Greetings from lovely Kansas City, MO! I’m here right now for the AASHTO RAC annual meeting. It’s hot, but not as stick as New Orleans was for SLA. I suppose that’s not saying much, but it’s appreciated.
I’m at this meeting to present about my vision for Open Transportation Research. I’m also here to preach the good word about Transportation Knowledge Networks. Preach is not the right word, more like explain and field questions, but it’s all part of moving forward. It’s all good, right? Well… sort of.
In one of these meetings, one of the transportation researchers basically threw their local librarian under the bus. How? When we were talking about all the fantastic things TKNs (and librarians) can do for the transportation research community. This researcher mentioned a wonderful demonstration of research tools and techniques that was provided by some academic librarian (their emphasis, not mine) and how their agencies librarian could “never provide that level of service.” I had to fight a bewildered look of, “Really? Did you just say that?” It was interesting to hear their impressions of one of my colleagues, but at the same time, it was weird to hear somebody slag their librarian off in front of me and 20 other people. I wanted to stand up and proclaim, “Your attitude stinks, just like your institutional support for the library, which is why your librarian probably doesn’t have the time and energy to give awesome instructional sessions that I’m sure they’d rather do than the billion tasks you expect them to do with no money, time, or staff,” but I let it go. I guess I chickened out.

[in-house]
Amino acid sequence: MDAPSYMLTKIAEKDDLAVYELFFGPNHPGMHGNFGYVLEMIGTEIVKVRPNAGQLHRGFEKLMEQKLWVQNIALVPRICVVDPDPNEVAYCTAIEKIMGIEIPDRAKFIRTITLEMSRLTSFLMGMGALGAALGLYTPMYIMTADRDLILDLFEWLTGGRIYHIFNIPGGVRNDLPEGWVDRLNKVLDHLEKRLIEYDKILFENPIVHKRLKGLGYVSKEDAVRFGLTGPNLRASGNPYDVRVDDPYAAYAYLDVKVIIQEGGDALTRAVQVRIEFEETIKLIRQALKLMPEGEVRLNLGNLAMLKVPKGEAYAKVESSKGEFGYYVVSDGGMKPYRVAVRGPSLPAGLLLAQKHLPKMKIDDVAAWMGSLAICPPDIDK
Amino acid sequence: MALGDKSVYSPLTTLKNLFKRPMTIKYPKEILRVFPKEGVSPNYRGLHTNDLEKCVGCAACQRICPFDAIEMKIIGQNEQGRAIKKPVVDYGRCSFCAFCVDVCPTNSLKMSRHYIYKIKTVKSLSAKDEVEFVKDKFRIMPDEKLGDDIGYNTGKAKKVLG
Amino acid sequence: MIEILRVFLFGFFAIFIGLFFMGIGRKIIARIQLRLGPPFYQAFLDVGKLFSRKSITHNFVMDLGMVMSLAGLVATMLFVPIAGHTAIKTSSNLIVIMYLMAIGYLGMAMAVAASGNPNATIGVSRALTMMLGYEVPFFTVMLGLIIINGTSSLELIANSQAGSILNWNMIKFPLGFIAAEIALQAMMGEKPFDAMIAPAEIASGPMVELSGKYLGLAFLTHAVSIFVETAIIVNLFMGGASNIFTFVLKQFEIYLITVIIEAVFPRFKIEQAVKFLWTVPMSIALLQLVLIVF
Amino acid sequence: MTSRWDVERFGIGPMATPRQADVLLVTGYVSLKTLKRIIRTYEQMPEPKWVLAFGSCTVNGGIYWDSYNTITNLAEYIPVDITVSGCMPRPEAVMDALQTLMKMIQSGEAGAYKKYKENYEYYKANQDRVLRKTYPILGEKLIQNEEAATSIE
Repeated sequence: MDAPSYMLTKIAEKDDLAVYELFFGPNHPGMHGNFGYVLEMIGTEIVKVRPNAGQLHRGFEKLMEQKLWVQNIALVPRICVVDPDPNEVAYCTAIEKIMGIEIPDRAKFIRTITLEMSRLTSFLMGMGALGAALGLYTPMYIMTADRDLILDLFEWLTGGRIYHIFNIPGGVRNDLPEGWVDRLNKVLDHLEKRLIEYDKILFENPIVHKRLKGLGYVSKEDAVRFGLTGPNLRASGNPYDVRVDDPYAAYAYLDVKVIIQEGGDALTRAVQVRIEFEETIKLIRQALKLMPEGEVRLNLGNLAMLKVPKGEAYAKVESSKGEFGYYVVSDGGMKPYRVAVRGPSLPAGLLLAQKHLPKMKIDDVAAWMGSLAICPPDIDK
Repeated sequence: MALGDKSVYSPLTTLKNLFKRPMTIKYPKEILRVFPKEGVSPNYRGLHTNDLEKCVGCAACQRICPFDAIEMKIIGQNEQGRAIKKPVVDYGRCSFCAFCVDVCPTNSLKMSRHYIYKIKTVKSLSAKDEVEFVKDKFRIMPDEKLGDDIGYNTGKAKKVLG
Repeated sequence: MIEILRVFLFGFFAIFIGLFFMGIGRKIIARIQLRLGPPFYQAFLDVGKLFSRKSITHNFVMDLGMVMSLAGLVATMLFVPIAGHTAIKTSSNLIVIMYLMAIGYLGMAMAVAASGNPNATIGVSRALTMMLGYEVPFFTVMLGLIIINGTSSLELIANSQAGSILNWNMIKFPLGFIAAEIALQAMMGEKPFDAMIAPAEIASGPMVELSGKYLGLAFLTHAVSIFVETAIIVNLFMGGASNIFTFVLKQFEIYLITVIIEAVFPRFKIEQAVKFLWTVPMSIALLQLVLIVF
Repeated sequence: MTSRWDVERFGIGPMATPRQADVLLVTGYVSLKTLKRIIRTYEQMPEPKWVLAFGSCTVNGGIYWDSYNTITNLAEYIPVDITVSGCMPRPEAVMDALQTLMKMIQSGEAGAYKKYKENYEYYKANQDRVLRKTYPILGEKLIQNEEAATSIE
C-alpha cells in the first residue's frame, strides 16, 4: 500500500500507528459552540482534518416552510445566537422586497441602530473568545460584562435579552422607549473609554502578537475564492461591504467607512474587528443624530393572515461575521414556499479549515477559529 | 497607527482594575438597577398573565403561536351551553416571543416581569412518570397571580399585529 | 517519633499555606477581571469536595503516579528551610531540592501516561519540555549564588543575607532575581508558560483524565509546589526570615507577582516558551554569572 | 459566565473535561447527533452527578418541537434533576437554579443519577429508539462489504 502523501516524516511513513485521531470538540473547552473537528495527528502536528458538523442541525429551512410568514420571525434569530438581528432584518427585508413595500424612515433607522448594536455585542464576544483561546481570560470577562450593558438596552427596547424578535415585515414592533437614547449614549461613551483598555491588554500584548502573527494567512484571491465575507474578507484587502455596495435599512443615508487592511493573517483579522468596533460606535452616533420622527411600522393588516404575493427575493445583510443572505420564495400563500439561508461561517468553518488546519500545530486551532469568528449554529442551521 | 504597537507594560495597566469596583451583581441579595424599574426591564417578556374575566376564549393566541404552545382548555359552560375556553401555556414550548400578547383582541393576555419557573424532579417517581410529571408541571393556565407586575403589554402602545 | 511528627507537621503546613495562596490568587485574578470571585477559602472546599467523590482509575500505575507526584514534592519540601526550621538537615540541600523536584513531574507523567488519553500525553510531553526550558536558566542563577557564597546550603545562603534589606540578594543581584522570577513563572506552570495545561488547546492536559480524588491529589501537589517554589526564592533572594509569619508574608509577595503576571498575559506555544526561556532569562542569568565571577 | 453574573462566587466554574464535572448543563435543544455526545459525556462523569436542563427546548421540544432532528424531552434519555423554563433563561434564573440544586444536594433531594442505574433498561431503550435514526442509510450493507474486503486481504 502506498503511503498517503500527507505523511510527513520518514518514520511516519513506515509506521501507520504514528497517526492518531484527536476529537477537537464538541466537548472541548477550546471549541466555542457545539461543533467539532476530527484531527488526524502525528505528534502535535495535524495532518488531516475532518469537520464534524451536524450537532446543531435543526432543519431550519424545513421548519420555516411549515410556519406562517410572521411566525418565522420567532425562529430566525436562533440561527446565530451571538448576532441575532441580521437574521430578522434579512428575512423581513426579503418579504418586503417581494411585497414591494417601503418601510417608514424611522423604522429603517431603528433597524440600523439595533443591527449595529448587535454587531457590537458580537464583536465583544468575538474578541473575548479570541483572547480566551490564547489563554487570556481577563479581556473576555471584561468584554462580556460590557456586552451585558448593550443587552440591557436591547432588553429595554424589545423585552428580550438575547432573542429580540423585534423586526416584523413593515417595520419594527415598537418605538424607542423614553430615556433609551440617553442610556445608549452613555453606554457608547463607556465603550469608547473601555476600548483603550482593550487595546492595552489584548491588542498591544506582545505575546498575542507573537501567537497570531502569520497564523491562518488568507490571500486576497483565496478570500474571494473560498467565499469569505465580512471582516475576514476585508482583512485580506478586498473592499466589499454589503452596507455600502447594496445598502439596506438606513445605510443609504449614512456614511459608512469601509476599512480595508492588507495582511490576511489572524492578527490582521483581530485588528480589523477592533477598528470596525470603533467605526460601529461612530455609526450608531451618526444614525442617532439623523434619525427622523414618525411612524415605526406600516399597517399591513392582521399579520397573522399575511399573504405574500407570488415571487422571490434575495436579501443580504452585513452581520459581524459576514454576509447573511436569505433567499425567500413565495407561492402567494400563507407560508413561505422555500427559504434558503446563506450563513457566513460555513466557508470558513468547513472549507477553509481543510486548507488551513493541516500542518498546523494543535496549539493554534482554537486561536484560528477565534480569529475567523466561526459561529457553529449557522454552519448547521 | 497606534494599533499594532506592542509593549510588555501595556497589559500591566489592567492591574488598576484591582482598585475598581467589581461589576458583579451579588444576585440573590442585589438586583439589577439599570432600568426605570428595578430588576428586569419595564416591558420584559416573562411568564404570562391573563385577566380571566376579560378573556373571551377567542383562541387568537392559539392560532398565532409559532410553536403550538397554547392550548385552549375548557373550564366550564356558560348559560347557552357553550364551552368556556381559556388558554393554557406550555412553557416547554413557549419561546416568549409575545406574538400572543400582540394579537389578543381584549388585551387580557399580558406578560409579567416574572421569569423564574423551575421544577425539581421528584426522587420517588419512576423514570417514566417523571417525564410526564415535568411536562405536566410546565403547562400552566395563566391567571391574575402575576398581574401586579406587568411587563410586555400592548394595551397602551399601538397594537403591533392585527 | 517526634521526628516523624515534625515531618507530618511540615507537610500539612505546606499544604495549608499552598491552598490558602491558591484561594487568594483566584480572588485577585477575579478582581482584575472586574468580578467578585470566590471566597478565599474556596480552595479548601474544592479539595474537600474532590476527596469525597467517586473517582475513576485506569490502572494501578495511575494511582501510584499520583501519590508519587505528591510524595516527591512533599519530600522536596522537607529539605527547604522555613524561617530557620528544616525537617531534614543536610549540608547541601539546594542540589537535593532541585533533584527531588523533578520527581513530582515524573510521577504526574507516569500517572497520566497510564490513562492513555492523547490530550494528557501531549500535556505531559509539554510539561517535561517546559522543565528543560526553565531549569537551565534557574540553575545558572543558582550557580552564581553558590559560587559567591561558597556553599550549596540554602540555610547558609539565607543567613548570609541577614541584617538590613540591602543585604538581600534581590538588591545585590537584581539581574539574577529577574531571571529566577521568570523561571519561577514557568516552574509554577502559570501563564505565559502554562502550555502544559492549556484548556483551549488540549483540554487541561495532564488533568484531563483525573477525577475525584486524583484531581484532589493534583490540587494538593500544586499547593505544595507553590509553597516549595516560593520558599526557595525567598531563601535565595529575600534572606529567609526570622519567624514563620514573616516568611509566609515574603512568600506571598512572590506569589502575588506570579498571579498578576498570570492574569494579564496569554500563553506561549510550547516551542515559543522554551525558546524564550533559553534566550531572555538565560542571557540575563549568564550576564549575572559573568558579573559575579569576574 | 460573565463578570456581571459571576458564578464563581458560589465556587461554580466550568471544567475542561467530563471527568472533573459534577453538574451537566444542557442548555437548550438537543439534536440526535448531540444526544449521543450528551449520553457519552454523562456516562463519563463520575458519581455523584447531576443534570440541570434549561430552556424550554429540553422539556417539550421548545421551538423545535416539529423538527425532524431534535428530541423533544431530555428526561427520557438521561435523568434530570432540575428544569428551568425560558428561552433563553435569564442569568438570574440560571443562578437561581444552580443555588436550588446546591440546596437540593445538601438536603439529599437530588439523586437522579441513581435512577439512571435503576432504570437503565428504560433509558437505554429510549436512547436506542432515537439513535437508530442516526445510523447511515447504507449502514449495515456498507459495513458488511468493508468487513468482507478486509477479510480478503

This made me think though, is there ever a way to throw somebody under the bus and still remain professional? How do you convey your felling of, “Wow. This person/place/thing/idea/goose chase really is a waste of matter,” without seeming irrational/immature. Damning with faint praise, or that telling silence always seem effective and acceptable, but is there anything so bold as to really just call people out? I guess there’s something to be said for being frank, but really, if you’re going to do that, have some tact. (Is that possible?) Or at least remember your audience. People talk.